10. Ian Grant

    Ian Grant Subscriber

    Messages:
    18,040
    Joined:
    Aug 2, 2004
    Location:
    West Midland
    Shooter:
    Multi Format
    I made a point source head back in the mid 1970's for a De Vere 54a which I used horizontally, the head was quite long. Like Mike says it was very finicky I had to check the alignment of the light source and adjust depending on the degree of enlargement.

    I used it to get maximum contrast and also get the best light output for large prints to keep exposure times under a couple of minutes with the lens stooped down to f11/f16. When I close the company I scrapped the head and enlarger.

    Ian
     
  11. miha

    miha Member

    Messages:
    1,217
    Joined:
    Feb 15, 2007
    Location:
    Slovenia
    Shooter:
    Multi Format
  12. DREW WILEY

    DREW WILEY Member

    Messages:
    4,779
    Joined:
    Jul 14, 2011
    Shooter:
    8x10 Format
    Point light sources are pretty arcane, and I don't see why anyone would even need one. But if you love spotting prints... Otherwise, the best
    way to get great tonality along with great resolution is to shoot a larger sized film to begin with, and otherwise have all you darkroom gear
    precisely aligned. The link provided above probably wants to sell you something for tens of thousands of dollars with a mandatory service contract. Don't ask me how I happen to know that.
     
  13. cliveh

    cliveh Subscriber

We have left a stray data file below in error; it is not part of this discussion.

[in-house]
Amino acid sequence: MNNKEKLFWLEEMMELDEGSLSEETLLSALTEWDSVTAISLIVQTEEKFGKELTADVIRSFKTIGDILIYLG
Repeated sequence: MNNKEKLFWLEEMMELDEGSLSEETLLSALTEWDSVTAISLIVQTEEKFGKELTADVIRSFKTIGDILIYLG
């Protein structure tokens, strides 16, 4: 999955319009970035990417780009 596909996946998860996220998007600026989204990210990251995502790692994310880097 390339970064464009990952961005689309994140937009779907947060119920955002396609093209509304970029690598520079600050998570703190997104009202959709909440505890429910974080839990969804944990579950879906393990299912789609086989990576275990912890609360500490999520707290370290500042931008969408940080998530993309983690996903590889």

Messages:
    4,717
    Joined:
    Oct 9, 2010
    Shooter:
    35mm RF
    Am I correct in assuming that a point source enlarger would be more suited to a smaller format size?
     
  14. richard ide

    richard ide Member

    Messages:
    1,227
    Joined:
    Nov 8, 2005
    Location:
    Wellington C
    Shooter:
    Multi Format
    Point source enlargers were ideal for document reproduction (maps, engineering drawings etc). I have the head of a camera enlarger for 8 x 10 negatives. You could make a print from a negative with a Dmax of .30 and the print would be black lines on a white background. The largest condenser enlarger I came in contact with could enlarge a 21" x 27" image. Distance from lamp to condenser is very critical but easy to set up. Image sharpness is not a problem. As said before, every bit of dust shows.
     
  15. ic-racer

    ic-racer Member

    Messages:
    7,473
    Joined:
    Feb 25, 2007
    Location:
    Midwest USA
    Shooter:
    Multi Format
    Back in the day electron micrographs were frequently made on sheet film a little smaller than contemporary 4x5" film. That film size is small to some, and large to others :smile:
     
  16. KenS

    KenS Member

    Messages:
    378
    Joined:
    Jan 2, 2005
    Shooter:
    Multi Format
    I was just re-reading these posts and just realised that some time ago I had written in an MS Word' to allow me to edit/correct before posting and was interrupted... I 'put it away' and somehow for got to finish what I had 'started'.

    One of the 'other' advantages of the point source enlarger was making 'low' ie 4 to ~20x magnification negatives directly from sectioned and stained tissue samples rather than making the required negatives under the microscope lenses... especially if the sections in question were cut with an ultra-microtome.
    The glass microscope slide is 'inverted' (ie. coverslip 'down') when placed in the negative carrier and 'projected' onto sheet film in a film holder that is 'adjusted' such that the plane of the film is parallel to the plane of the microscope slide.

    This technique was the subject of a paper published in the Journal of Biological Photography some years ago and having used the technique myself, I can confirm the advantages. if anyone is interested, I'll see if I can find my copy and forward or post the issue/date/author.

    Ken

    Ken